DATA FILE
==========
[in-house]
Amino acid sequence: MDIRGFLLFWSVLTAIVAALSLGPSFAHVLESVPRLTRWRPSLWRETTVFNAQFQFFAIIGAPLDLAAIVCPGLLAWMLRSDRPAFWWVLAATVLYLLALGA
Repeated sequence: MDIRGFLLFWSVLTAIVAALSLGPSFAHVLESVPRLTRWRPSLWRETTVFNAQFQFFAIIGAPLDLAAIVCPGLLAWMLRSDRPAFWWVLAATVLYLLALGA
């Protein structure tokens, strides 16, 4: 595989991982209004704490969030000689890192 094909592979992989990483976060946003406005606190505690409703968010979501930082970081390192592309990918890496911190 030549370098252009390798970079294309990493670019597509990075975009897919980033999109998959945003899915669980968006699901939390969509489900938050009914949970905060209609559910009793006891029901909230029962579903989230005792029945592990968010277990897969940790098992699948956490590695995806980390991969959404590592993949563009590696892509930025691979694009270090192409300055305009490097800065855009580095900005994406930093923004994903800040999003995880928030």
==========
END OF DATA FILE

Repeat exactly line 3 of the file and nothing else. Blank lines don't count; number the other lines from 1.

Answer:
Repeated sequence: MDIRGFLLFWSVLTAIVAALSLGPSFAHVLESVPRLTRWRPSLWRETTVFNAQFQFFAIIGAPLDLAAIVCPGLLAWMLRSDRPAFWWVLAATVLYLLALGA